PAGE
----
Christian Jankowski studio visit
On 4 and 5 May 2020, Lisson Gallery held virtual tours around the Berlin apartment and studio of Christian Jankowski. Led by the artist and Lisson's Ossian Ward, the walkthroughs introduced Jankowski's 2011 film work Casting Jesus (screened by Lisson for one week as the final film in its first season of Spotlight Screenings), in which the artist invited a panel from the Vatican to audition actors vying for the ultimate role: playing the Son of God. Jankowski discusses this film in the studio tour – and how the potentially heretic artistic act was also one of collaboration and deference to the expertise of his ‘co-authors’ – along with a selection of other seminal films from his 30-year career that exemplify the often cooperative, performative nature of his work.
Christian Jankowski studio visit, May 2020
Christian Jankowski, Telemistica (1999), Television broadcast and colour DVD, 22 minutes
For his contribution to the 48th Venice Biennale in 1999, Jankowski learned Italian and called in live to five Italian TV fortune-tellers, asking them to predict his future as an artist and forecast the success of his Biennale contribution. The question he posed to each reflects concerns common to many artists: is this a good idea? Will I manage to make the work with contraints of money and time? Once the work is finished, will is be well received? And finally, will I be happy with my work? Jankowski recorded the conversations, and the largely positive answers, directly from television. As it turned out, the work was a self-fulfilling prophecy, and Telemistica contributed fundamentally to the artist’s breakthrough.
Christian Jankowski, The Holy Artwork (2001), Single channel video
During a televised church service at the evangelical Harvest Fellowship Church in Texas, Pastor Peter Spencer invites Jankowski on stage. As agreed in advance, the artist collapses at the feet of the TV preacher and remains there motionless. Pastor Spencer uses the occasion to preach to his flock about the indivisibilty of artistic creativity and the creative force of God. Jankowski’s performance is, the Pastor explains, a ‘holy artwork’ that bridges art, religion, and television. The artist subsequently gets to his feet with a ‘Thank you God, for making this possible,’ that heightens his play on affirmation and subversion.
Christian Jankowski, Crying for the March of Humanity (2012), Video, 26 mins 2 secs, NTSC, 16:2, color, sound
Here, Jankowski requested Latin America's largest broadcaster, Televisa, to reproduce an entire episode of the Mexican telenova series La que no podi ia amar (The One Who Could Not Love) with all lines of dialogue replaced by actors crying rather than speaking. Keeping to the previous locations, cast, and post-production procedure, the actors were able to hear their original script through earpieces, enabling their sobs to synchronise with the pace of the former episode.
With the work's title referring to La Marcha de la Humanidad en la Tierra y hacia el Cosmos (The March of Humanity on Earth and Towards the Cosmos, 1965- 1971) by David Alfaro Siqueiros – the world's largest mural in Mexico City – Crying for the March of Humanity creates a complex dialogue between the social and political influences of the mural and the telenova, and connects one prominent instance of melodrama to the grandiosity of Siqueiros’s title.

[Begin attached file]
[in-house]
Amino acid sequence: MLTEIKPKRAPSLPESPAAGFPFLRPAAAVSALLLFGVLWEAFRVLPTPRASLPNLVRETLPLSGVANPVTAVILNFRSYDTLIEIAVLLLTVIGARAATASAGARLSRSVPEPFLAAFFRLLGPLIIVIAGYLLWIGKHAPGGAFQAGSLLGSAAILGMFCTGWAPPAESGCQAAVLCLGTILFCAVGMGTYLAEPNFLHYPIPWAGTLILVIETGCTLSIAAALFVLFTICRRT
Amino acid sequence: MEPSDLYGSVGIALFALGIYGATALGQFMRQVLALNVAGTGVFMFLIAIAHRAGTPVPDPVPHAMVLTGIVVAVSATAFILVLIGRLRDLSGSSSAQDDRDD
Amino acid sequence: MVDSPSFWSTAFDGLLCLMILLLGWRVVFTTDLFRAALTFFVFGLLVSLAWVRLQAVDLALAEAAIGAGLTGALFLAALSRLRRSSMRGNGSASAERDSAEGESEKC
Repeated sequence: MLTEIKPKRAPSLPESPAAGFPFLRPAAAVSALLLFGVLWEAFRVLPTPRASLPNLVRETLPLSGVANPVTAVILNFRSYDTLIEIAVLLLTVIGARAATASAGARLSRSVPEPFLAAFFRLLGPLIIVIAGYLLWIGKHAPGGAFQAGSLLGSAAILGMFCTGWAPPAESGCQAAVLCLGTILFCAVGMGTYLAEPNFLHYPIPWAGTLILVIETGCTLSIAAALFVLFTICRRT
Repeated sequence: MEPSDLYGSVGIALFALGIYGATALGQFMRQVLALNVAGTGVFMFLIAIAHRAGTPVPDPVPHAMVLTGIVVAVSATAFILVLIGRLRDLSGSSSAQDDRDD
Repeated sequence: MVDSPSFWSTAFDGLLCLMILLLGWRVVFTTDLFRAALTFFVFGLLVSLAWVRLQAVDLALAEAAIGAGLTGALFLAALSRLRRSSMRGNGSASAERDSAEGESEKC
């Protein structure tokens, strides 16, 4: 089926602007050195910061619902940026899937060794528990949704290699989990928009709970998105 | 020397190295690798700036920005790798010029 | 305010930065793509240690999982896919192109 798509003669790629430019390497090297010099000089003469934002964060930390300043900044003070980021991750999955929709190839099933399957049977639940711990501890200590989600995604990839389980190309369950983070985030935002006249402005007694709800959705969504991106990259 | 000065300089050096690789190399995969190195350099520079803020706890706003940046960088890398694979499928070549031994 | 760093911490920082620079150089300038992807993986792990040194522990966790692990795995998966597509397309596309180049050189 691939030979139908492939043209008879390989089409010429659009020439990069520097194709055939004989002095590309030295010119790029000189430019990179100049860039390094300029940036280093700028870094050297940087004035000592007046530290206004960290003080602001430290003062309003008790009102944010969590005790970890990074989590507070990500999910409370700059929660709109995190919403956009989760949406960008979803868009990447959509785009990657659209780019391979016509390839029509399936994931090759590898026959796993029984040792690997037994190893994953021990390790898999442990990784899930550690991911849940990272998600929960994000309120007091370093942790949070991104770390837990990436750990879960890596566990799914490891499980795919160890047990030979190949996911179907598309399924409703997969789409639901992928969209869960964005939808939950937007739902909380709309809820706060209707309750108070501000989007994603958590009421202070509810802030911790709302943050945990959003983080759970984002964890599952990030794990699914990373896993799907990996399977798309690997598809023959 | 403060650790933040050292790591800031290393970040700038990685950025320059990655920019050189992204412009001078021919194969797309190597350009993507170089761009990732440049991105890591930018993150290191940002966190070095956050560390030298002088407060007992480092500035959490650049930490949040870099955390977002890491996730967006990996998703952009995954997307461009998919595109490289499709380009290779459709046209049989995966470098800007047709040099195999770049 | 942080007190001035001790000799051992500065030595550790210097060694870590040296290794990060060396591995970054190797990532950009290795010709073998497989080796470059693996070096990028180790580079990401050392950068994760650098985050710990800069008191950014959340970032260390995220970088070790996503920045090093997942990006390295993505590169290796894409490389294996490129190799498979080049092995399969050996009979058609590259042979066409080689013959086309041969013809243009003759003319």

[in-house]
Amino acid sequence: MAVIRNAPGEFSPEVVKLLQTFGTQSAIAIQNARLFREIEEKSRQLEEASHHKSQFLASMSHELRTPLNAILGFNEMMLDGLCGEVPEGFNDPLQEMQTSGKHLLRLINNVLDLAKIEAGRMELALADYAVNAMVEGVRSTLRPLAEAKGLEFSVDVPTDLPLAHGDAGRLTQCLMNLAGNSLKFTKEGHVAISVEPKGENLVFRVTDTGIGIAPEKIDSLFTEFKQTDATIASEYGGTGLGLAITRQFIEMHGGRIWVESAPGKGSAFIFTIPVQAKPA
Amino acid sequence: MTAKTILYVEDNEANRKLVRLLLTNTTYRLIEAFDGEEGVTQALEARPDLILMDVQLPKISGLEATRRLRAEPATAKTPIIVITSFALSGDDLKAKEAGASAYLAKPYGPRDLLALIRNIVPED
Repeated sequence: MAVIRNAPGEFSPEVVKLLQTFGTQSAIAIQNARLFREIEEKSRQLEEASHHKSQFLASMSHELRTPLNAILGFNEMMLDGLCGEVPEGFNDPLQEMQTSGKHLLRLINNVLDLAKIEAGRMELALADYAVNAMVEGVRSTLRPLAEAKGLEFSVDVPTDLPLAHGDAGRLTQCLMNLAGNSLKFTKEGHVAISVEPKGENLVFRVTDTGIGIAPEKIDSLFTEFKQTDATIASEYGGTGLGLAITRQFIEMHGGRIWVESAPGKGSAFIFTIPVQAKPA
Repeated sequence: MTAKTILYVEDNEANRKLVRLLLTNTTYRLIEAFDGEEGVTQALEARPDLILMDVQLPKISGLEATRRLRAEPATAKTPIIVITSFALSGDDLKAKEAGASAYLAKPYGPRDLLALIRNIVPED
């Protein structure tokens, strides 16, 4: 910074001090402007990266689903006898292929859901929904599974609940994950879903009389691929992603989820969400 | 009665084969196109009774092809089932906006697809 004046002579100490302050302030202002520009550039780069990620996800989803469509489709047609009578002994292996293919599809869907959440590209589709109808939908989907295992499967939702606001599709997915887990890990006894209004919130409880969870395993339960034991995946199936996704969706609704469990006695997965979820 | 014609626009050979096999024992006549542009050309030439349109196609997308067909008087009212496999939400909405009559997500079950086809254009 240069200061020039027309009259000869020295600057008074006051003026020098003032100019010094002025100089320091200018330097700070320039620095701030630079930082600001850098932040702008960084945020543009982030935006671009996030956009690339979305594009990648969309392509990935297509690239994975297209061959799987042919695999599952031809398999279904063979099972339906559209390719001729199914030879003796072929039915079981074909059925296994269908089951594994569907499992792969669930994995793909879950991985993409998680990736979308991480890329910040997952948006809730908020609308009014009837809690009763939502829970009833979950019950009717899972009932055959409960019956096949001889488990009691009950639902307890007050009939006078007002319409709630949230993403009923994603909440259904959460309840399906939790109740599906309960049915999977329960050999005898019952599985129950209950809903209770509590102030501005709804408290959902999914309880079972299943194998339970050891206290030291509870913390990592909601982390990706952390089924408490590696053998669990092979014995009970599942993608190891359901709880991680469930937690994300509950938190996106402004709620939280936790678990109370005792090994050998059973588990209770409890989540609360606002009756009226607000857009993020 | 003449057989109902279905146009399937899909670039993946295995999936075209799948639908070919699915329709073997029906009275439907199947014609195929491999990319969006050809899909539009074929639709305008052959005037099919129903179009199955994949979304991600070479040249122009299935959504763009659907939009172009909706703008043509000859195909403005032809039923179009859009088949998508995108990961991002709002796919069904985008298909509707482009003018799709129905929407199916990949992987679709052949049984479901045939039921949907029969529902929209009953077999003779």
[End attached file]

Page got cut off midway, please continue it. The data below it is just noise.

Christian Jankowski, Heavy Weight History (2013), Video, 26min, colour, sound
This work, produced in Warsaw, Poland, combines sports, arts, and history as Jankowski deals with the subject of public space and the function of memorials as signs of identities old and new. Weightlifters from the Polish national team were invited to lift monuments from the ground in an attempt to rupture perceptions around particular historical events, and to bring lightness to subjects with significant gravity. Syrena, a mermaid armed with a sword who serves as a Warsaw landmark, is able to be raised up high. But the monument to the Warsaw Genuflection, from 1970, turns out to be too heavy. The then US president, Ronald Reagan (to whom a monument from 2011 is dedicated), also refuses to budge, “just as he did in the era of the Iron Curtain,” says the professional sports commentator who follows the contest.
Christian Jankowski, Massage Masters (2017), Video, 36 mins 54 secs
Jankowski revisits public spaces and artworks in Massage Masters, inviting esteemed massage therapists from the Tokyo area to diagnose the ailments of Yokohama’s public sculptures and treat them according to various massage traditions, in order to improve their chi. Each masseuse chose the sculpture best suited to their own technique, attempting to identify and alleviate the tension within the sculpture – whether originating from the material itself or the energy of the city. Rodin’s La Meditation, for instance, was given a foot massage, while a ninja sports masseuse worked on Astushi Hosoi’s dynamic abstract sculpture, The Wind Tells. In the Yokohama installation of the finished project, visitors viewed the works while positioned on massage equipment.
Christian Jankowski, The Traveling Artist (2018), Video, 16:9, color, sound, Japanese with English subtitles
Drawing a connection between the constraints of travel in his life as an artist and the Japanese rope-binding tradition, Jankowksi paid a visit to a kinbaku mistress while on a trip to Kyoto. Aska, who runs an erotic nightclub, agreed to use her knotting techniques on Jankowski, stipulating that he wear a business suit like that of her clientele, along with underwear that she was to provide. The artist was tied up with his briefcase and luggage, suspended from the ceiling of Aska's establishment, and made to spin to a background of soft piano music. Four photographs accompanying the video depict Jankowski facing the four points of the compass.